University researchers, businesses, and military agencies are now testing larger and more capable drones that will operate autonomously. Swarms of drones can fly without needing tens or hundreds of humans to control them. And they can perform coordinated maneuvers that human controllers could never handle.

Could humans control these 1,218 drones all together?

Whether flying in swarms or alone, the software that controls these drones is rapidly gaining flight experience.

Importance of Pilot Experience
Experience is the main qualification for pilots. Even a person who wants to fly a small plane for personal and noncommercial use needs 40 hours of flying instruction before getting a private pilot’s license. Commercial airline pilots must have at least 1,000 hours before even serving as a co-pilot.

On-the-ground training and in-flight experience prepare pilots for unusual and emergency scenarios, ideally to help save lives in situations like the “Miracle on the Hudson.” But many pilots are less experienced than “Sully” Sullenberger, who saved his planeload of people with quick and creative thinking. With software, though, every plane can have on board a pilot with as much experience—if not more. A popular software pilot system, in use in many aircraft at once, could gain more flight time each day than a single human might accumulate in a year.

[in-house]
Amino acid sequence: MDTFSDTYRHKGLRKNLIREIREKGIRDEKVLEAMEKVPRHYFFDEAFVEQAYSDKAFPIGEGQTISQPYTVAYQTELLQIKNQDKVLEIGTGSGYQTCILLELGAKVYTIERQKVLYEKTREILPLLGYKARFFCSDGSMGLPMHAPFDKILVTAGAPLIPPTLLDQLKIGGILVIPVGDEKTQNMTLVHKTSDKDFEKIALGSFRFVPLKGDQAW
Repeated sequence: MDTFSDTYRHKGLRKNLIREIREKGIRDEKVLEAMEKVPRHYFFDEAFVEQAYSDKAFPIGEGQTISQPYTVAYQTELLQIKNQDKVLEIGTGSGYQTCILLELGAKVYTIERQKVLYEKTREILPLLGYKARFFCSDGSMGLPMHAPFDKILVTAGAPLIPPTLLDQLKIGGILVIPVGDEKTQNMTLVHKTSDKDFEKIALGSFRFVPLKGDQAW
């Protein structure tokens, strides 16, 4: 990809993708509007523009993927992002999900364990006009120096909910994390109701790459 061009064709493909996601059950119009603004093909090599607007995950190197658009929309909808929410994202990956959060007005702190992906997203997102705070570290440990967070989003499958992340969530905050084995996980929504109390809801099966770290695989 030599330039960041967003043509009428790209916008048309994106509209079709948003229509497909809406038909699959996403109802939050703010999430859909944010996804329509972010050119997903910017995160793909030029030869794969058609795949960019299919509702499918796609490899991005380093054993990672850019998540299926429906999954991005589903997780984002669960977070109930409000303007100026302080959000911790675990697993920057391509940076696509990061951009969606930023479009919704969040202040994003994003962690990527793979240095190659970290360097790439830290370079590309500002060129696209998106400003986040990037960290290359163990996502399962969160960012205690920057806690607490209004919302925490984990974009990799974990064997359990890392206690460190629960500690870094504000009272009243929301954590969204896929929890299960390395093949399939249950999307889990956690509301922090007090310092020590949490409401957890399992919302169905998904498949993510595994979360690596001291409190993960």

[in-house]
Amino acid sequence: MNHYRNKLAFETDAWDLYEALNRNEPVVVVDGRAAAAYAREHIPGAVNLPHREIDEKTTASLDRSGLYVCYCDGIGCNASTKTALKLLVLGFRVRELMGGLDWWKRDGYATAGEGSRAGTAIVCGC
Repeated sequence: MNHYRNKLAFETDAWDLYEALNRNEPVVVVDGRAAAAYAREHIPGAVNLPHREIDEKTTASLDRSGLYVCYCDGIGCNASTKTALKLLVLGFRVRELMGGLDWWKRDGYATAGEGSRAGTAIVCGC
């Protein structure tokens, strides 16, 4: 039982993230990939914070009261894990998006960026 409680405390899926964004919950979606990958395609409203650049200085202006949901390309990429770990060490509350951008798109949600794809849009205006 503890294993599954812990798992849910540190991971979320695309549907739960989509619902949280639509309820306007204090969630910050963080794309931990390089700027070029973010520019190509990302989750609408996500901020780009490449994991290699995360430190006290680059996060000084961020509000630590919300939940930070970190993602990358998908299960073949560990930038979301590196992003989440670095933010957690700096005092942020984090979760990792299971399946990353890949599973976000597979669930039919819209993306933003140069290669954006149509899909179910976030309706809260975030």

As someone who studies technology policy as well as the use of artificial intelligence for drones, cars, robots, and other uses, I don’t lightly suggest handing over the controls for those additional tasks. But giving software pilots more control would maximize computers’ advantages over humans in training, testing, and reliability.

Training and Testing Software Pilots
Unlike people, computers will follow sets of instructions in software the same way every time. That lets developers create instructions, test reactions, and refine aircraft responses. Testing could make it far less likely, for example, that a computer would mistake the planet Venus for an oncoming jet and throw the plane into a steep dive to avoid it.